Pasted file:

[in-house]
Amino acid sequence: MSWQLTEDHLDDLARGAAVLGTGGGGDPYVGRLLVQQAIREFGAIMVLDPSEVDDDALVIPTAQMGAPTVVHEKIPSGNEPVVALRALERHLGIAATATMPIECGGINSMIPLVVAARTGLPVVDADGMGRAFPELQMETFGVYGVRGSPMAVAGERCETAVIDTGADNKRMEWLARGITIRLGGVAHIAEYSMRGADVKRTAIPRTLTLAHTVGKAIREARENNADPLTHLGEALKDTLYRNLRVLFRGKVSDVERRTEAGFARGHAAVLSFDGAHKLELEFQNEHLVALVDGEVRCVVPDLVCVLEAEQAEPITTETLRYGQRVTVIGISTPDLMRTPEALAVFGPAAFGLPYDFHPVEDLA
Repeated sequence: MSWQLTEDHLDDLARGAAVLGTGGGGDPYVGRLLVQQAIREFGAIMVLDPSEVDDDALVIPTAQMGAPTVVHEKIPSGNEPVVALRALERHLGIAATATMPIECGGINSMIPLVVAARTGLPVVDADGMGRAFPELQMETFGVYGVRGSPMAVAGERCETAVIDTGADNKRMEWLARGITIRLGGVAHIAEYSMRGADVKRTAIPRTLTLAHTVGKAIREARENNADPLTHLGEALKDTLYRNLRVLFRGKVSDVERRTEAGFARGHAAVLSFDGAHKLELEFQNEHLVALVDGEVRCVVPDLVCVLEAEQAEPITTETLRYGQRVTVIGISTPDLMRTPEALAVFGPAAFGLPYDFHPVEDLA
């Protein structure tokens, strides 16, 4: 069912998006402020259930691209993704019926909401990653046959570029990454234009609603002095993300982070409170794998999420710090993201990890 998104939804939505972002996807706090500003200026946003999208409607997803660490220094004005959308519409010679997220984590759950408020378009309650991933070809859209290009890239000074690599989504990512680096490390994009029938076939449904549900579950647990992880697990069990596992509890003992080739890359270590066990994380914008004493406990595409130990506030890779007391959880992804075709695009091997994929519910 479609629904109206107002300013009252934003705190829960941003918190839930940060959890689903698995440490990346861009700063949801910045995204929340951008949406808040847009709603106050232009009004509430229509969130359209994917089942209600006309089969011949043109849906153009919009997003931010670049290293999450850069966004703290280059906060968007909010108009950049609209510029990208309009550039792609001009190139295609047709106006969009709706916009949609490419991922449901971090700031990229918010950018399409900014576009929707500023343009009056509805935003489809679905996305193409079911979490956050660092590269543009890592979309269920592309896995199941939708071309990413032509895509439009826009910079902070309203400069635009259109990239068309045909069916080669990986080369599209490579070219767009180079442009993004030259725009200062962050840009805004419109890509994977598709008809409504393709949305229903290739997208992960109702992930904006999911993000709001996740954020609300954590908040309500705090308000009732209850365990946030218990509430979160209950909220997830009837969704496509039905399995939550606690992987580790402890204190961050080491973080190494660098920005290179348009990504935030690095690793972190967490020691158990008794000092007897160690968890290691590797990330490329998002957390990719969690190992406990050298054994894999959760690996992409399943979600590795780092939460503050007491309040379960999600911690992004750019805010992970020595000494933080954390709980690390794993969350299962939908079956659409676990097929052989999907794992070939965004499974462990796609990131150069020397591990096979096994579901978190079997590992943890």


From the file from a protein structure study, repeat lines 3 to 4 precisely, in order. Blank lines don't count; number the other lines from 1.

Repeated sequence: MSWQLTEDHLDDLARGAAVLGTGGGGDPYVGRLLVQQAIREFGAIMVLDPSEVDDDALVIPTAQMGAPTVVHEKIPSGNEPVVALRALERHLGIAATATMPIECGGINSMIPLVVAARTGLPVVDADGMGRAFPELQMETFGVYGVRGSPMAVAGERCETAVIDTGADNKRMEWLARGITIRLGGVAHIAEYSMRGADVKRTAIPRTLTLAHTVGKAIREARENNADPLTHLGEALKDTLYRNLRVLFRGKVSDVERRTEAGFARGHAAVLSFDGAHKLELEFQNEHLVALVDGEVRCVVPDLVCVLEAEQAEPITTETLRYGQRVTVIGISTPDLMRTPEALAVFGPAAFGLPYDFHPVEDLA
């Protein structure tokens, strides 16, 4: 069912998006402020259930691209993704019926909401990653046959570029990454234009609603002095993300982070409170794998999420710090993201990890 998104939804939505972002996807706090500003200026946003999208409607997803660490220094004005959308519409010679997220984590759950408020378009309650991933070809859209290009890239000074690599989504990512680096490390994009029938076939449904549900579950647990992880697990069990596992509890003992080739890359270590066990994380914008004493406990595409130990506030890779007391959880992804075709695009091997994929519910 479609629904109206107002300013009252934003705190829960941003918190839930940060959890689903698995440490990346861009700063949801910045995204929340951008949406808040847009709603106050232009009004509430229509969130359209994917089942209600006309089969011949043109849906153009919009997003931010670049290293999450850069966004703290280059906060968007909010108009950049609209510029990208309009550039792609001009190139295609047709106006969009709706916009949609490419991922449901971090700031990229918010950018399409900014576009929707500023343009009056509805935003489809679905996305193409079911979490956050660092590269543009890592979309269920592309896995199941939708071309990413032509895509439009826009910079902070309203400069635009259109990239068309045909069916080669990986080369599209490579070219767009180079442009993004030259725009200062962050840009805004419109890509994977598709008809409504393709949305229903290739997208992960109702992930904006999911993000709001996740954020609300954590908040309500705090308000009732209850365990946030218990509430979160209950909220997830009837969704496509039905399995939550606690992987580790402890204190961050080491973080190494660098920005290179348009990504935030690095690793972190967490020691158990008794000092007897160690968890290691590797990330490329998002957390990719969690190992406990050298054994894999959760690996992409399943979600590795780092939460503050007491309040379960999600911690992004750019805010992970020595000494933080954390709980690390794993969350299962939908079956659409676990097929052989999907794992070939965004499974462990796609990131150069020397591990096979096994579901978190079997590992943890």